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    Name:  1486583584123-932726756.jpg
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Size:  476.5 KB for part iv where does the root 3 come from?
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    I presume that root 3 is the area of the graph between y=1 and the x-axis, that you would need to find to determine R.
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    (Original post by Nikita_2313)
    I presume that root 3 is the area of the graph between y=1 and the x-axis, that you would need to find to determine R.
    When I work that out, I get 8-3root3/6, which is no where near root3
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    (Original post by gooner1010)
    When I work that out, I get 8-3root3/6, which is no where near root3
    How'd you get that? The line y=1 intersects the graph at \sin \theta = \frac{1}{2} so x = 1 \pm \frac{\sqrt{3}}{2}, since \cos \theta = \pm \sqrt{1 - \sin^2 \theta}

    This forms a rectangle with width 1 + \sqrt{3}/2 - 1 + \sqrt{3}/2 = \sqrt{3} and height 1. So area \sqrt{3}.

    Where did you go wrong?
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    (Original post by Zacken)
    How'd you get that? The line y=1 intersects the graph at \sin \theta = \frac{1}{2} so x = 1 \pm \frac{\sqrt{3}}{2}, since \cos \theta = \pm \sqrt{1 - \sin^2 \theta}

    This forms a rectangle with width 1 + \sqrt{3}/2 - 1 + \sqrt{3}/2 = \sqrt{3} and height 1. So area \sqrt{3}.

    Where did you go wrong?
    Why do you form a rectangle? I thought the area of R was the area of the whole semi circle minus the area of the semi circle below 1. Wouldn't some of the area of the semi circle below 1 be missing?
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    the two equations meet at 1+root3/2 and 1-root3/2. Basically, root 3 is the definite integral of the equation y=1 (when you put in the limits)
    integral of 1 is x. so you just subtract the lower x value from the upper one which gives (1 +root3/2) - (1 - root3/2) =root3/2 + root3/2 = root3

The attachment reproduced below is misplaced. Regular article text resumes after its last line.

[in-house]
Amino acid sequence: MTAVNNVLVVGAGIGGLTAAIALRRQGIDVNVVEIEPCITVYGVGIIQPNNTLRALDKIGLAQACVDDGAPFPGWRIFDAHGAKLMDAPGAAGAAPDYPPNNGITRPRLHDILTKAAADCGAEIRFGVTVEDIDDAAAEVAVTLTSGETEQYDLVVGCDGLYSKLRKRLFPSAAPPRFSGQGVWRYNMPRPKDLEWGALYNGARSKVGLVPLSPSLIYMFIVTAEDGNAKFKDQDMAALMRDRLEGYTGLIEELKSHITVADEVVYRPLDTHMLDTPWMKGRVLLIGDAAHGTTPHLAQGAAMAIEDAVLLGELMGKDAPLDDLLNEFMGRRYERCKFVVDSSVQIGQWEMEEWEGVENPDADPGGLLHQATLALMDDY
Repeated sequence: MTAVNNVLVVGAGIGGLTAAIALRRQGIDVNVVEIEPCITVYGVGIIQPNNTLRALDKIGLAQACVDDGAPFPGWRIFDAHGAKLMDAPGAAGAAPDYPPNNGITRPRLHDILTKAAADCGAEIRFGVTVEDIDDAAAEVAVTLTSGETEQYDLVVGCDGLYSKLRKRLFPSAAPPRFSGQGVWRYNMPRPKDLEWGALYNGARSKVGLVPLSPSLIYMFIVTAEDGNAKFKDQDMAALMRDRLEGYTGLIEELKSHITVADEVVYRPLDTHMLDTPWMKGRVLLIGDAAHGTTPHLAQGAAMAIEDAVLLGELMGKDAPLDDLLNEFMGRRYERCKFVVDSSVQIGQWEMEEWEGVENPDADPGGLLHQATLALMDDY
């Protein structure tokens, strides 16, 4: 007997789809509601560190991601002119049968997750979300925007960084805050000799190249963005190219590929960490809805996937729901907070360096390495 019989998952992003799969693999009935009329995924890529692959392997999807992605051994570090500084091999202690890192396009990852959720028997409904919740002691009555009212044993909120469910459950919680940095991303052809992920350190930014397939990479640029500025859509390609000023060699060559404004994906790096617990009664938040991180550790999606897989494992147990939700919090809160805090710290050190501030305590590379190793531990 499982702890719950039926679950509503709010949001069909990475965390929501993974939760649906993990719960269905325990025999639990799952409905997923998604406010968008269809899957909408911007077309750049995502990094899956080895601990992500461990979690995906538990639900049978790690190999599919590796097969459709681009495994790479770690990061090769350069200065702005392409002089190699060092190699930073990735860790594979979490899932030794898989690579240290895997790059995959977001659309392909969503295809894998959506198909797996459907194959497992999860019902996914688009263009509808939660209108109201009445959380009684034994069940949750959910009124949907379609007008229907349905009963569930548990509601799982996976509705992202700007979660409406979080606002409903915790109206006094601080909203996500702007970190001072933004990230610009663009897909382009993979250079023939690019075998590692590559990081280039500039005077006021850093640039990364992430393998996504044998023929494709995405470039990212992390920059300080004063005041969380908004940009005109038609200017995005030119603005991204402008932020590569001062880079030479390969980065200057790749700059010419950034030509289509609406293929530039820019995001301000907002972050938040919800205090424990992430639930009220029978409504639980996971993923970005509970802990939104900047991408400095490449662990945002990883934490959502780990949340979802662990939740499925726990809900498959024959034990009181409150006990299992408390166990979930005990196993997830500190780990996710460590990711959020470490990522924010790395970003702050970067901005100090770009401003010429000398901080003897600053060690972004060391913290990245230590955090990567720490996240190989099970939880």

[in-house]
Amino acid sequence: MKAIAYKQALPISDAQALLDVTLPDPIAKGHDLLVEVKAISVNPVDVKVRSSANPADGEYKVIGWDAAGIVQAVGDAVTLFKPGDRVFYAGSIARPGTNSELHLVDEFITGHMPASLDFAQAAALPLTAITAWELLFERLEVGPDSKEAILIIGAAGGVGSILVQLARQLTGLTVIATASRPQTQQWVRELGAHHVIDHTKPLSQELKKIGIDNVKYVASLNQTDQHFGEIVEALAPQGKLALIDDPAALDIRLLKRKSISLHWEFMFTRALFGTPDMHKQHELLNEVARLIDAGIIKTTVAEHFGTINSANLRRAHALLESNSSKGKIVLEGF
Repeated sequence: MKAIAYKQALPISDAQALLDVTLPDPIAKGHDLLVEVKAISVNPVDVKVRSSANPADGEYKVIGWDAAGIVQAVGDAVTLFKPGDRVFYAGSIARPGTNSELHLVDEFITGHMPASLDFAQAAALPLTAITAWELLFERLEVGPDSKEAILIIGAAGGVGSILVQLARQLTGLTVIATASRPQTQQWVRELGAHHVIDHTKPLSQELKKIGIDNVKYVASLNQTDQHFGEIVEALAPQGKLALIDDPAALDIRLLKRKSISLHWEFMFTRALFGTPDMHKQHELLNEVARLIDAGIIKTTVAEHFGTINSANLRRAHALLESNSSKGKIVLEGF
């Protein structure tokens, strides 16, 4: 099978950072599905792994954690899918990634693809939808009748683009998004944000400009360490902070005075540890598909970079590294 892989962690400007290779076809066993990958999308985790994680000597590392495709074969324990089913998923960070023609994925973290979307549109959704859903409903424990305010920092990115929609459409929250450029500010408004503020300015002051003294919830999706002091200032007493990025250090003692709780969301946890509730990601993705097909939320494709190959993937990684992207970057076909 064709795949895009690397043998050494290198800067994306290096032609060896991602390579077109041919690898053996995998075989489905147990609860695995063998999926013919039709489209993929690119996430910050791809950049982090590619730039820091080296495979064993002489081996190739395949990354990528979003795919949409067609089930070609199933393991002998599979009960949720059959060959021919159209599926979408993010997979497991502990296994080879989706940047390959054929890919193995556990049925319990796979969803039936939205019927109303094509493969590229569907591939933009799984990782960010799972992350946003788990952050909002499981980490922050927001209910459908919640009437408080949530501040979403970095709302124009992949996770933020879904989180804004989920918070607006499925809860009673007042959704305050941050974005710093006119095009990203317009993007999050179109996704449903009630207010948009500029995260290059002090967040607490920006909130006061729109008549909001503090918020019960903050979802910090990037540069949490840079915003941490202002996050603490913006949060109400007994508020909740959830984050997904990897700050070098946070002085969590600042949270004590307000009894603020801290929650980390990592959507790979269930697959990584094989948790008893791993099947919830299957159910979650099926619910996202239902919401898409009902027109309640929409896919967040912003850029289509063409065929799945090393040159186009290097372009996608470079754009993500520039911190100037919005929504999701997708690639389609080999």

hope i explained it alright.
    havent done integration in a while because I am on gap year so this was a refresher.
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    (Original post by gooner1010)
    Why do you form a rectangle? I thought the area of R was the area of the whole semi circle minus the area of the semi circle below 1. Wouldn't some of the area of the semi circle below 1 be missing?
    Eh? You're quite off track. When you integrate between x=1-sqrt(3)/2 and x =1 + sqrt(3)/2, you get the full area of the curve, as shaded here:



    To get the required area the question wants, you have to subtract the area of that rectangle I've shaded in. This rectangle has height 1 and width sqrt(3).

    Do you understand what it means to integrate between two limits...?
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    (Original post by k_popper)
    the two equations meet at 1+root3/2 and 1-root3/2. Basically, root 3 is the definite integral of the equation y=1 (when you put in the limits)
    integral of 1 is x. so you just subtract the lower x value from the upper one which gives (1 +root3/2) - (1 - root3/2) =root3/2 + root3/2 = root3
    hope i explained it alright.
    havent done integration in a while because I am on gap year so this was a refresher.
    Oh I get it it, I did it wrong before as I tried working out the area of the whole semi circle. Thank you and Zacken.
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    (Original post by Zacken)
    Eh? You're quite off track. When you integrate between x=1-sqrt(3)/2 and x =1 + sqrt(3)/2, you get the full area of the curve, as shaded here:



    To get the required area the question wants, you have to subtract the area of that rectangle I've shaded in. This rectangle has height 1 and width sqrt(3).

    Do you understand what it means to integrate between two limits...?
    Thanks, I get it now.
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    (Original post by gooner1010)
    Oh I get it it, I did it wrong before as I tried working out the area of the whole semi circle. Thank you and Zacken.
    my pleasure. I actually enjoyed solving this T_T i wish i could take a small maths course on the side at uni lmao
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    (Original post by gooner1010)
    Thanks, I get it now.
    No worries
 
 
 
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